SOMETIMES IT SEEMS as if Jared Diamond can’t help but take on the world.
The physiologist-turned-ornithologist-turned-geographer-turned-“master storyteller of the human race,” as the Daily Mail describes him, befuddles more than his fair share of readers with his ambition. Each of Diamond’s works of popular science is, in one way or another, an attempt to capture the whole of human experience, with subtitles like “The Evolution and Future of the Human Animal,” “How Societies Choose to Fail or Succeed,” and “The Fates of Human Societies.”
The last one belongs to Guns, Germs, and Steel, Diamond’s best-known book, which sought to answer how Western nations came to dominate much of the world. Diamond ultimately traces their success to the orientation of the Earth’s landmasses — the continuous latitudinal stretch of the Eurasian landmass, he writes, allowed for the most efficient interchange of species, resources, and technology. This led to agriculture, writing, states, and you know the rest.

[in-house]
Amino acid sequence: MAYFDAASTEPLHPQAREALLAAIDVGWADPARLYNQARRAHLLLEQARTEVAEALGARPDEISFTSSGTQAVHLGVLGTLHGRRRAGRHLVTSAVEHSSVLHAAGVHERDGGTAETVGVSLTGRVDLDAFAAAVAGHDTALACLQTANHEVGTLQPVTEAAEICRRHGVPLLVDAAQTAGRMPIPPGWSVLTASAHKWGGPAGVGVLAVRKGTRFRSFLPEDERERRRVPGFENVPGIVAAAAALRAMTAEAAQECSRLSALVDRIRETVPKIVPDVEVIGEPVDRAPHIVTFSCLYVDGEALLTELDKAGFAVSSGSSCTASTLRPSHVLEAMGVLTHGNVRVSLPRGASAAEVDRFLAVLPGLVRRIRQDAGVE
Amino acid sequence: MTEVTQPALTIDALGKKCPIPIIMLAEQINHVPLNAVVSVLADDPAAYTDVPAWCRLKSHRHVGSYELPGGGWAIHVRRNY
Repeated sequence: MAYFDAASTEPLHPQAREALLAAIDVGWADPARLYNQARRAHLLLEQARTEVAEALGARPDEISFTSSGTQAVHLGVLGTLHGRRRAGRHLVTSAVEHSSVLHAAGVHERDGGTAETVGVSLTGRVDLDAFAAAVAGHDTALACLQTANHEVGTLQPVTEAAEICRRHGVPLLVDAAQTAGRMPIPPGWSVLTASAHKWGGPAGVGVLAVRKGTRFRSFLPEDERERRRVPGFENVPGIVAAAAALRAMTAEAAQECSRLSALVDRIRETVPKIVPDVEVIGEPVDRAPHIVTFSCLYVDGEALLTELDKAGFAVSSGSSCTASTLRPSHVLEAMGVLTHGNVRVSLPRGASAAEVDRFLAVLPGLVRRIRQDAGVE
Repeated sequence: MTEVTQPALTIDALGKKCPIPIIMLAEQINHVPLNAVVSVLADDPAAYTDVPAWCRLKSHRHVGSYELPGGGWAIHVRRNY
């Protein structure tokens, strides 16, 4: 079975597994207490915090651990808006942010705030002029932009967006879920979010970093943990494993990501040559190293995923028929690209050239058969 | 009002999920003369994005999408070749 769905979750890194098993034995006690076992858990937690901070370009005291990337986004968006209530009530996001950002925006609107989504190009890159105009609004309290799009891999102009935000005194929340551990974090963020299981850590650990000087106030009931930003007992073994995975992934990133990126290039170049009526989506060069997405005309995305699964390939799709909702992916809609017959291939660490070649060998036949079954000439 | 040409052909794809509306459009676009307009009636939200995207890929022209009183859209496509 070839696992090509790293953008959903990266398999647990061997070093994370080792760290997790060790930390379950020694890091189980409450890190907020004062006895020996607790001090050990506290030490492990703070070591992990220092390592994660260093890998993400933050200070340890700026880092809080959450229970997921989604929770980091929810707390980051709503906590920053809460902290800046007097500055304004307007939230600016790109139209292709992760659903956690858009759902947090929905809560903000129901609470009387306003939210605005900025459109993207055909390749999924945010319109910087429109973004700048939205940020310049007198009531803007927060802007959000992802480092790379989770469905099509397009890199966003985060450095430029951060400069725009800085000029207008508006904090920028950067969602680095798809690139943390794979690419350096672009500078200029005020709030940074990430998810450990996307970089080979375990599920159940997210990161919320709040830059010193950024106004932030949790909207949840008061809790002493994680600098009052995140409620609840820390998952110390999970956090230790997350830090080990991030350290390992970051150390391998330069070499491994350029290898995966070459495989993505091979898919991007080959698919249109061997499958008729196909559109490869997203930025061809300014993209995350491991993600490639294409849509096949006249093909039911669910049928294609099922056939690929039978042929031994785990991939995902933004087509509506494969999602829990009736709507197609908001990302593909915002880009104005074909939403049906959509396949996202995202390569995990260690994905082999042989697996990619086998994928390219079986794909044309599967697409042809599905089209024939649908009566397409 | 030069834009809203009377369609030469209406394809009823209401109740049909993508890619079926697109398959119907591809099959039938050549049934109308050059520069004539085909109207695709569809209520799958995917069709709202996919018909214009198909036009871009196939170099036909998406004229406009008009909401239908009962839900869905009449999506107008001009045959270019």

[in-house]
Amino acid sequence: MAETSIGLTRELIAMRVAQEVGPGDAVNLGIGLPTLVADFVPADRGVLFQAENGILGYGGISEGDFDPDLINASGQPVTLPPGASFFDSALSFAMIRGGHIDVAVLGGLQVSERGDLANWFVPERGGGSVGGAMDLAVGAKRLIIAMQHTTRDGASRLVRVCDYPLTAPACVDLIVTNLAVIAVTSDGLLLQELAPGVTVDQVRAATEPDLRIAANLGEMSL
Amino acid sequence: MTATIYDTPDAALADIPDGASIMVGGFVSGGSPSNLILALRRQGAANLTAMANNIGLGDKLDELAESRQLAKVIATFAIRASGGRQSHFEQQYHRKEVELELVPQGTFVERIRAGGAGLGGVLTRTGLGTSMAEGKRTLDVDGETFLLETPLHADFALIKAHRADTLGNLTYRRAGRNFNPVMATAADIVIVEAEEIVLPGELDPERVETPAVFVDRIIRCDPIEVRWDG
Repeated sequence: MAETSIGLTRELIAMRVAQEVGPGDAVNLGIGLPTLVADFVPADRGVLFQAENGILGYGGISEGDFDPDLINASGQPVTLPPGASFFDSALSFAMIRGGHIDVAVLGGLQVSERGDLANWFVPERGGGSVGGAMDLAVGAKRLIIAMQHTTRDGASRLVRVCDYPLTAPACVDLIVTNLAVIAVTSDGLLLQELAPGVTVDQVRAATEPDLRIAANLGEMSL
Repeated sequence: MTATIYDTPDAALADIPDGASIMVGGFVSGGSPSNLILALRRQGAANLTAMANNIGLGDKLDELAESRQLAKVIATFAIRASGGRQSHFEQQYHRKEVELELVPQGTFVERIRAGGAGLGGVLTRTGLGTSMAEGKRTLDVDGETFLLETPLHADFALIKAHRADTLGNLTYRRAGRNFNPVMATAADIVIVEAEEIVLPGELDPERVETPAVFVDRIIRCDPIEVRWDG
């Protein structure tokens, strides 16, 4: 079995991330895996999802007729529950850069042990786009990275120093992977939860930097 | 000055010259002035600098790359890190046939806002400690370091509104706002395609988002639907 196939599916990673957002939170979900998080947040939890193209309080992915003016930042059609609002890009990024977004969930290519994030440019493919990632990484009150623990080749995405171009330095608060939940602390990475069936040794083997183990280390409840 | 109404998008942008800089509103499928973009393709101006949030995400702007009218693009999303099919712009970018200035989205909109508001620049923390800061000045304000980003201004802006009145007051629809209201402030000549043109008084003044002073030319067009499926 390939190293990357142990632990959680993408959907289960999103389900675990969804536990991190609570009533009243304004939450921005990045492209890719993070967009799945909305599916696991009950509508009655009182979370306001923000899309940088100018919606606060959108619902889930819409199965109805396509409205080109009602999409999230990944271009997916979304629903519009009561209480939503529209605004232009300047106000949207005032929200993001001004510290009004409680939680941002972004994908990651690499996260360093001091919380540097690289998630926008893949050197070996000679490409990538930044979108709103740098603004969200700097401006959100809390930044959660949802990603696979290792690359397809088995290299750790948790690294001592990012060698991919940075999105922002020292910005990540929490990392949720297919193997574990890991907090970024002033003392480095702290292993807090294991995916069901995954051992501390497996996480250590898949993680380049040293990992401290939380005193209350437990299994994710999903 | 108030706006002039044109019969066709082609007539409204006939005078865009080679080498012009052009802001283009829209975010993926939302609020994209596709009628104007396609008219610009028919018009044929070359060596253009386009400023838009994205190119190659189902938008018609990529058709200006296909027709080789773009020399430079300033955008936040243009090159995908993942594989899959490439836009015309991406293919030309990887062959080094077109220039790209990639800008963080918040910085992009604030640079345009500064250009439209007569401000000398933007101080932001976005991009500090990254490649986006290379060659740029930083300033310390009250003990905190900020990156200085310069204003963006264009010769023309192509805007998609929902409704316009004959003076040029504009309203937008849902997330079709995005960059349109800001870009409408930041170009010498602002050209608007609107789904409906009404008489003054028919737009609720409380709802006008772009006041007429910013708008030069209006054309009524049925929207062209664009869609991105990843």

Though Diamond won both the Pulitzer Prize and the National Medal of Science for the book, he is not a professionally trained anthropologist. Many who are take issue with his theoretical perspective, which they dismiss as determinist or racist or neocolonialist or some other -ist. Others question his command of the facts, including his firsthand observations. His 2008 New Yorker article about an alleged clan war in Papua New Guinea was the subject of a 40,000-word rebuttal written by Rhonda Roland Shearer, the widow of the late naturalist and author Stephen Jay Gould. Diamond was even sued by the principal informant of the piece, a New Guinean tribesman who claimed his life was endangered by the publication (the suit has since been withdrawn).
Sometimes when you take on the world, the world fights back.
Here’s the rest of the review.